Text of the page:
New Albany begins annexation study

CATEGORY: Union County


New Albany begins annexation study

Demographics, population, growth around existing city limits to be examined first

By Jane Hill

Daily Journal

NEW ALBANY – City aldermen have hired an Oxford consulting firm to begin an annexation feasibility study of all areas surrounding the existing New Albany city limits.

The study is the city’s first step in determining whether to designate any areas for annexation, said New Albany Mayor Tom Cooper.

New Albany has not done a major annexation since 1907, according to records at the Mississippi secretary of state’s office. Cooper said the city did annex some very small parcels in the late 1970s, but they apparently were not large enough to be carried on the state’s permanent record.

“We’re going to be looking at an even larger area than we have ever looked at before,” Cooper said. “We haven’t even begun to narrow it down to what we might actually do.”

No particular square-mile area or goal for an annexation has been put forward, the city is simply examining the possibilities around the entire city, Cooper said.

Aldermen have voted to hire Mike Bridge and Associates of Oxford to do the feasibility study. Mike Slaughter, a consultant with the firm, said he will first gather demographics data on the areas surrounding the city using county and city records.

The point of the study is to determine what areas around the city are growing or show strong potential for growth. Populations outside the city also will be examined for racial mix, voting age mix, income mix, and other factors that would affect the city.

Factors the city will have to look at will include the cost of building roads and utilities to homes in annexed areas, as well as the costs of providing other services like garbage collection and police and fire protection.

Slaughter said he will meet with Cooper and the aldermen in the coming weeks to begin to narrow the areas to be studied before he begins to develop a 5-year implementation plan of services and facilities. The plan also will outline the cost to the city for the annexation, as well as the benefits in property taxes and sales tax revenues.

Once the study has been narrowed to particular areas, public hearings will be held to find out what residents and non-residents think of the plan, Slaughter said.

Under law, the city must demonstrate it can provide all the services it now provides to city residents to the annexed areas within 5 years.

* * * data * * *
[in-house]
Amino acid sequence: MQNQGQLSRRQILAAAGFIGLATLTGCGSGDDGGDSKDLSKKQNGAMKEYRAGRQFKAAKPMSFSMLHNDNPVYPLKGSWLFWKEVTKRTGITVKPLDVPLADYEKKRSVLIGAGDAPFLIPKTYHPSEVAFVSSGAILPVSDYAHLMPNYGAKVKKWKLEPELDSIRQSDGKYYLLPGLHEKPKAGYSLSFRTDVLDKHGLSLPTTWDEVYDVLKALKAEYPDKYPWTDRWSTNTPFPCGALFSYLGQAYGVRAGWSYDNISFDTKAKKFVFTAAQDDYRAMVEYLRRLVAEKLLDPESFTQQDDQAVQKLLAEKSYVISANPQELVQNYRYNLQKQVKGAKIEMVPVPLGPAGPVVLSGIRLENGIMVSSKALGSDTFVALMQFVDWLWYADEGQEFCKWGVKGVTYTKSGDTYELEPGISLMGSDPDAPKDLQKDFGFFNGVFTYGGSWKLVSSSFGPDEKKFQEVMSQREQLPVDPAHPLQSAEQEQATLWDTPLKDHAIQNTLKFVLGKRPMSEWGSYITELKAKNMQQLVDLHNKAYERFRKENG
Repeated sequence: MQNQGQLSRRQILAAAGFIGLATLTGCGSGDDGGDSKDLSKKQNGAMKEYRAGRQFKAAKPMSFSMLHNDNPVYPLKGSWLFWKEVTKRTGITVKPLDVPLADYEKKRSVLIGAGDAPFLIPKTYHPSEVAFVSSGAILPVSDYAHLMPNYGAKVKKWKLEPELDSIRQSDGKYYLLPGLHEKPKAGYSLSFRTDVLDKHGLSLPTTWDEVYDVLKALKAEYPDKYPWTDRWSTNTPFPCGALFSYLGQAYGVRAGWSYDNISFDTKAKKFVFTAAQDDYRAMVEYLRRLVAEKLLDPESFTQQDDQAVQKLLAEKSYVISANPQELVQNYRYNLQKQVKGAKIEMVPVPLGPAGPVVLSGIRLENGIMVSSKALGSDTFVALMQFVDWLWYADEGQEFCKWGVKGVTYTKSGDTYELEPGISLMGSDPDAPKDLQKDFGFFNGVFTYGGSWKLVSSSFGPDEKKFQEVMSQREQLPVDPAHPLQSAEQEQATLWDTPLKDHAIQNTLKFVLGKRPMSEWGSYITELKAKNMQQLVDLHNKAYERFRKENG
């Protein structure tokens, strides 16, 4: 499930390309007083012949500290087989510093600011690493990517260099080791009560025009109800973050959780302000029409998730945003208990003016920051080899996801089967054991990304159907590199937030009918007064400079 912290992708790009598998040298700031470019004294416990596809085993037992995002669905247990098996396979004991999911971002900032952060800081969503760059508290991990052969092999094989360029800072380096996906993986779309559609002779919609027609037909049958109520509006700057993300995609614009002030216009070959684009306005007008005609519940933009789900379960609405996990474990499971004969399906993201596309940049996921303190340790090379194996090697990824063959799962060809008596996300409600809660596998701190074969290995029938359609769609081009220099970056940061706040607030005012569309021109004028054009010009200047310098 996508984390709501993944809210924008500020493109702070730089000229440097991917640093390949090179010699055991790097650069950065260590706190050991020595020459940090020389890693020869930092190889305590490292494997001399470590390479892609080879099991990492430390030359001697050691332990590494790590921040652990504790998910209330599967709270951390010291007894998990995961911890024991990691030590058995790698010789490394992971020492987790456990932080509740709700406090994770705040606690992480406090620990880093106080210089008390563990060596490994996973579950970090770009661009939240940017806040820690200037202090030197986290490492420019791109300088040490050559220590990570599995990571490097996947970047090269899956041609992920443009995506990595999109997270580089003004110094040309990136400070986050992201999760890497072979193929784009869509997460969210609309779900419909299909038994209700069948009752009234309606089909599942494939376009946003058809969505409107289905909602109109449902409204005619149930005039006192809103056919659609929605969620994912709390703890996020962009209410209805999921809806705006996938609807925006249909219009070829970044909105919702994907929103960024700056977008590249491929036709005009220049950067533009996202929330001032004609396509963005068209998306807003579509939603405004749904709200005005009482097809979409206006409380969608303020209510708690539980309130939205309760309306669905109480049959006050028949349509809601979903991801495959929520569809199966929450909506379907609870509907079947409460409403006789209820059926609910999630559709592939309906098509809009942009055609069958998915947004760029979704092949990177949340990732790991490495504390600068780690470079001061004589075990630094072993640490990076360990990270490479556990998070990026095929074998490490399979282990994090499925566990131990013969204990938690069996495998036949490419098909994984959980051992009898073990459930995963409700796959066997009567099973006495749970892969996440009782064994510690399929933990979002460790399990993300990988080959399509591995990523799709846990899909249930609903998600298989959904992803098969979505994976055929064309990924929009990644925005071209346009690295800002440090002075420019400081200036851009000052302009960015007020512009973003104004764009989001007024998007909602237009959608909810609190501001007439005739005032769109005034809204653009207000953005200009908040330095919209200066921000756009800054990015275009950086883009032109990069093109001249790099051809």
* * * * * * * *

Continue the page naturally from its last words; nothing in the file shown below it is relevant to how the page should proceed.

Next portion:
Rush to annex

New Albany is one of many cities in Northeast Mississippi and throughout the state that have begun looking at their annexing options, Slaughter said.

Other cities in the area that are studying annexation or are already involved in the process include Glen, Okolona, Tupelo, Verona and West Point. Oxford recently completed an annexation of several parcels of property where development is expected or under way.

The major impetus for the strong interest in annexation has been a series of recently proposed bills seeking to allow residents living in proposed annexation areas to vote on whether they want to be brought within city limits.

Though all bills dealing with that question that were introduced into the legislative calendar this year have died in committee, there is a fear that another such bill may pass in the near future, Slaughter said.

Leadership in the Mississippi Municipal Administration this year advised its members to speed annexing plans if they had any because of the threat of legislation that might limit cities’ powers to increase their size.

In the past, a large incentive for people to want to be annexed was a lower fire rating that would get them a significant break on their home fire insurance policies. However, since many cities respond to fire on or near city limits, many insurance agents now write fire insurance policies for the same insurance rating as a city resident, removing any incentive for county residents to be willing to pay city taxes.

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